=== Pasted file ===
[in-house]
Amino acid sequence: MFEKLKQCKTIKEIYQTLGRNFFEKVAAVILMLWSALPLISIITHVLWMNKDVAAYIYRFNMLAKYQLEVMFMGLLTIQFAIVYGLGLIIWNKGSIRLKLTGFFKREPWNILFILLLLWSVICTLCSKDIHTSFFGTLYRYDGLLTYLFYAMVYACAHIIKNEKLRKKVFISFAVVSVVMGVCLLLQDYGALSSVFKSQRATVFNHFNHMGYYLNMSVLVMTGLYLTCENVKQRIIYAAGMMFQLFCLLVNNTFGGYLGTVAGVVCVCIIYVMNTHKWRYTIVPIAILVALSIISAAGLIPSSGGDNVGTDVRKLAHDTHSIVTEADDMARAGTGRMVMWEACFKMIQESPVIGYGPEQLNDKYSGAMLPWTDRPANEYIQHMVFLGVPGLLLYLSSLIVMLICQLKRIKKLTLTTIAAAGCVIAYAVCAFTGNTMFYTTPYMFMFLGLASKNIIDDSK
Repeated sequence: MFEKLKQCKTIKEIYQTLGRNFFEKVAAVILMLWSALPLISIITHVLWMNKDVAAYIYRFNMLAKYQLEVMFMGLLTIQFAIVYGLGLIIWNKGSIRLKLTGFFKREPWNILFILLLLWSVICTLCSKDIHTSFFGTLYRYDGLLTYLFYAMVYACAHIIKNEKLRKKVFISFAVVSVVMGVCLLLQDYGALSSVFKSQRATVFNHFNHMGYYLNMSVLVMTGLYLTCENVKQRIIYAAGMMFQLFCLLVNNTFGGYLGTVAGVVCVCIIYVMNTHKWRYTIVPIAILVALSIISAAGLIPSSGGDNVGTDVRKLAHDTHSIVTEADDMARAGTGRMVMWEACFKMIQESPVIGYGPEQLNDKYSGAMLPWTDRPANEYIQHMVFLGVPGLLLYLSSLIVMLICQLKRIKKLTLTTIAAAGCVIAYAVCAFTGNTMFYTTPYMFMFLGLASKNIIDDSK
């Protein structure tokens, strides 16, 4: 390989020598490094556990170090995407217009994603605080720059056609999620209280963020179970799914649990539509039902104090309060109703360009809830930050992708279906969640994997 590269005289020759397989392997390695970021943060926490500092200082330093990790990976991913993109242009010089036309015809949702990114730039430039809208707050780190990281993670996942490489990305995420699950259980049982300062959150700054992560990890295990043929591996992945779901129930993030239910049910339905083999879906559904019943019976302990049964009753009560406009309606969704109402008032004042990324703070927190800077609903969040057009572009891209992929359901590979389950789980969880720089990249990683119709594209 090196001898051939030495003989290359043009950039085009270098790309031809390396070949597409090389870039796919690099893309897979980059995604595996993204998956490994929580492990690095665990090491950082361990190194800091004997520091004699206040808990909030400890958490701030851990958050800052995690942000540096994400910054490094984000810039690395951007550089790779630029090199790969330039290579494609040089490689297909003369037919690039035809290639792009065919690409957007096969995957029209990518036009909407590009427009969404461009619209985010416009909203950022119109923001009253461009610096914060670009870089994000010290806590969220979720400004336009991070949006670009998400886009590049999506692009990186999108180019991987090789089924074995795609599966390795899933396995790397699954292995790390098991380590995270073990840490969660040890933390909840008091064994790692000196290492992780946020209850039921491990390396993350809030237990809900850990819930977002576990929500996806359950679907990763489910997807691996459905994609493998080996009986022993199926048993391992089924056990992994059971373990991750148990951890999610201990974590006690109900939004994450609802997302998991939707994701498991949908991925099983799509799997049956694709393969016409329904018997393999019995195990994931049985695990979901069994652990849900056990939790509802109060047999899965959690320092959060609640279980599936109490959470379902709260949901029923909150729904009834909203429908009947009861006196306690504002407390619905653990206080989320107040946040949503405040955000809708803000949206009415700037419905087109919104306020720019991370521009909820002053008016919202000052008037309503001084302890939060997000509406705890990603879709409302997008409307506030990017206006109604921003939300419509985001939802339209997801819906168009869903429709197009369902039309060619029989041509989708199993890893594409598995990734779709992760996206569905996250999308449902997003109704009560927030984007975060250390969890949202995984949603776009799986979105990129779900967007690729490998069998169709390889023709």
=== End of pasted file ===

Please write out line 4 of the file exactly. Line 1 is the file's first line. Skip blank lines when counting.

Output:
């Protein structure tokens, strides 16, 4: 390989020598490094556990170090995407217009994603605080720059056609999620209280963020179970799914649990539509039902104090309060109703360009809830930050992708279906969640994997 590269005289020759397989392997390695970021943060926490500092200082330093990790990976991913993109242009010089036309015809949702990114730039430039809208707050780190990281993670996942490489990305995420699950259980049982300062959150700054992560990890295990043929591996992945779901129930993030239910049910339905083999879906559904019943019976302990049964009753009560406009309606969704109402008032004042990324703070927190800077609903969040057009572009891209992929359901590979389950789980969880720089990249990683119709594209 090196001898051939030495003989290359043009950039085009270098790309031809390396070949597409090389870039796919690099893309897979980059995604595996993204998956490994929580492990690095665990090491950082361990190194800091004997520091004699206040808990909030400890958490701030851990958050800052995690942000540096994400910054490094984000810039690395951007550089790779630029090199790969330039290579494609040089490689297909003369037919690039035809290639792009065919690409957007096969995957029209990518036009909407590009427009969404461009619209985010416009909203950022119109923001009253461009610096914060670009870089994000010290806590969220979720400004336009991070949006670009998400886009590049999506692009990186999108180019991987090789089924074995795609599966390795899933396995790397699954292995790390098991380590995270073990840490969660040890933390909840008091064994790692000196290492992780946020209850039921491990390396993350809030237990809900850990819930977002576990929500996806359950679907990763489910997807691996459905994609493998080996009986022993199926048993391992089924056990992994059971373990991750148990951890999610201990974590006690109900939004994450609802997302998991939707994701498991949908991925099983799509799997049956694709393969016409329904018997393999019995195990994931049985695990979901069994652990849900056990939790509802109060047999899965959690320092959060609640279980599936109490959470379902709260949901029923909150729904009834909203429908009947009861006196306690504002407390619905653990206080989320107040946040949503405040955000809708803000949206009415700037419905087109919104306020720019991370521009909820002053008016919202000052008037309503001084302890939060997000509406705890990603879709409302997008409307506030990017206006109604921003939300419509985001939802339209997801819906168009869903429709197009369902039309060619029989041509989708199993890893594409598995990734779709992760996206569905996250999308449902997003109704009560927030984007975060250390969890949202995984949603776009799986979105990129779900967007690729490998069998169709390889023709």